Have you heard about the Duke of Edinburgh’s Award, also known as the DofE? It’s a brilliant programme which encourages 14 to 24 year-olds to practice a sport, get involved with volunteering, learn or improve a skill and go on an expedition. The programme runs at three different levels: Bronze, Silver and Gold, and is offered by many youth groups and schools, both in the UK and across the world. If your child’s school doesn’t offer DofE, it’s definitely worth seeing if there’s somewhere locally where they can sign up for it.
My 18 year-old, who’s now at Uni, completed her Bronze DofE when she was in Year 9, my 14 year-old is doing it at the moment, and two of my nephews have also completed it in recent years. Each of them found their own way of achieving the award, depending on their interests and strengths. I like the fact that the DofE programme is very flexible, and it encourages kids to try new things while also incorporating activities which they’re doing anyway. For the Bronze DofE sport requirement, for example, my team-sport-averse daughter joined a gym, one of my nephews took up squash, while my son is continuing with his regular football training. For the skill section, where you have to learn a new skill or improve an existing one, my son and daughter both opted for cooking. One of my son’s friends, whose family have recently got a puppy, has chosen dog training for his skill.
I think that this variety of activities is great for them, especially at a time when they’re under a lot of pressure at school. But the experience which they all seem to remember the most about DofE is their expeditions.
For this part of the award, participants work in small teams to plan and complete a practice and a final expedition, including overnight camping. The expedition can be close to home or far away and can involve walking, cycling, horse riding, canoeing, rowing or sailing. Teams carry their own food, clothes and camping gear with them. When my daughter, one of the smallest in her school year, went on her expeditions I was amazed that she could even lift her rucksack. But she managed.
My son is quite tall and strong, so he should be fine to carry his gear. Millets have kindly sent a rucksack, a jacket and a pair of boots for him to use on his expeditions.
What to wear for a DofE expedition
Because there’s so much to carry, you don’t want to take anything unnecessary on the expeditions, and you need to make sure that your gear is right for the job. You can download a full list of everything that’s needed for the expeditions from the DofE website but this is basically what you need to wear:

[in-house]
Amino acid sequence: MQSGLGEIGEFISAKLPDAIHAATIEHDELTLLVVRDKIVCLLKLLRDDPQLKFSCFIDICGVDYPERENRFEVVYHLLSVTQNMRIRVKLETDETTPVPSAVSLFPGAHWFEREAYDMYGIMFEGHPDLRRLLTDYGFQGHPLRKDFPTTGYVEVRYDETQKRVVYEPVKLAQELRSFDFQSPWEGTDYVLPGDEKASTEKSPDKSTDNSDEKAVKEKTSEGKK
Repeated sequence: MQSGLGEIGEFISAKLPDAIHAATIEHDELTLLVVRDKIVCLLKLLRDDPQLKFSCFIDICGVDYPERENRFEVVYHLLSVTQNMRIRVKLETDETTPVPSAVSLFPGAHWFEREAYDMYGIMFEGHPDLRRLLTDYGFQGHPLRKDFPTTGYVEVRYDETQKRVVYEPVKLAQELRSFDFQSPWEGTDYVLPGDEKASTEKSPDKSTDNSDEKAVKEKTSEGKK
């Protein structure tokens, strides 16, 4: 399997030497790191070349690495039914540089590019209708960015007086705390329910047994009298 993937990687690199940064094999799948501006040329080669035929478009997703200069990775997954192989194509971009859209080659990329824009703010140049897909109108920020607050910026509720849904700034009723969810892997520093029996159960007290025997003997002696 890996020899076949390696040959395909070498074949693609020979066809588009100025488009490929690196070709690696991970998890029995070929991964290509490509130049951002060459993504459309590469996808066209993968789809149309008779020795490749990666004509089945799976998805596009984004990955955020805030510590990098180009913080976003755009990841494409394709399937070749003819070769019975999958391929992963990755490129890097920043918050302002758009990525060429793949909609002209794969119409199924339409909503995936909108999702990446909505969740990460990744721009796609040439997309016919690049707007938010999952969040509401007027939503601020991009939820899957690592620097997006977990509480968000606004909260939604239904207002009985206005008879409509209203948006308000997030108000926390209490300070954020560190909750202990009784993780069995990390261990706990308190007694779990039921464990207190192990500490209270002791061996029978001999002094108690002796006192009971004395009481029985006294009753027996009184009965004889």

- Walking boots: You’re going to be walking a long way, over two days or more, so you need some good quality, waterproof, comfortable boots. These should be worn a few times before the expedition so that they’re broken in. DofE recommend Berghaus boots, which my son has. These boots (Berghaus Men’s Expeditor AQ Ridge) are fully waterproof, made of leather, suitable for all weather and terrain and come with a lifetime guarantee. I hope that my son’s feet have stopped growing so that he can use these for years to come.
- Walking socks: To minimise the chance of blisters, it’s really important to have some decent walking socks to wear – they have extra padding to help protect your feet.
- Jacket/coat: You need a lightweight, breathable jacket or coat that’s both waterproof and windproof, and which is compact enough to carry in your rucksack if you need to. It’s best if your jacket has a hood and pockets too. My son’s delighted with the North Face Sangro jacket which Millets sent us, and it’s perfect for the expeditions (although my husband’s got his eye on the jacket too, so I’m not sure who will eventually keep it).
- Layers: Because you could encounter all kinds of weather on an expedition, you need to wear layers under your waterproof jacket. Wear a breathable T-shirt as a base layer and an insulating fleece on top of that, with an extra base layer underneath if it’s really cold. Avoid cotton fabrics as they absorb and hold moisture.
- Walking trousers: You need warm, light trousers – definitely not jeans or cotton tracksuit bottoms. Polyester trousers are ideal.
- Waterproof over-trousers: In case of rain, the DofE list says that you need a pair of waterproof trousers to wear on top of your trousers. I don’t know if anyone ever wears these however – my daughter certainly didn’t.
A decent rucksack is one of the most important pieces of kit for the expedition. If you’ve ever carried a full rucksack, you’ll know how uncomfortable it can be – the way that a rucksack fits you and how it’s packed make a real difference to how it feels. The DofE recommends rucksacks of at least 60L, with padded, breathable waist and shoulder straps, adjustable back systems and waterproof covers, like this Vango Contour rucksack of my son’s:
Over to you
If you or your kids have taken part in DofE, do you have any tips to share? If you have younger children, would you like them to do this when they’re older, and do you think that they’d enjoy it? Is there anything that you’d like to ask me about our experience of DofE?
For details of how the scheme works, go to the official DofE website.
Disclosure: Millets sent us a Vango rucksack, a North Face waterproof jacket and a pair of Berghaus hiking boots for the purposes of this review. This post contains some affiliate links which means that I would receive a small commission if you clicked through and bought anything. All opinions, words and images are my own, as ever.
Sarah Ebner says
My daughter is recently back from one of these and the bag was a fail! Can’t stress how important a good one is……
Gretta Schifano says
Oh no, poor Jess! I hope that she enjoyed it though.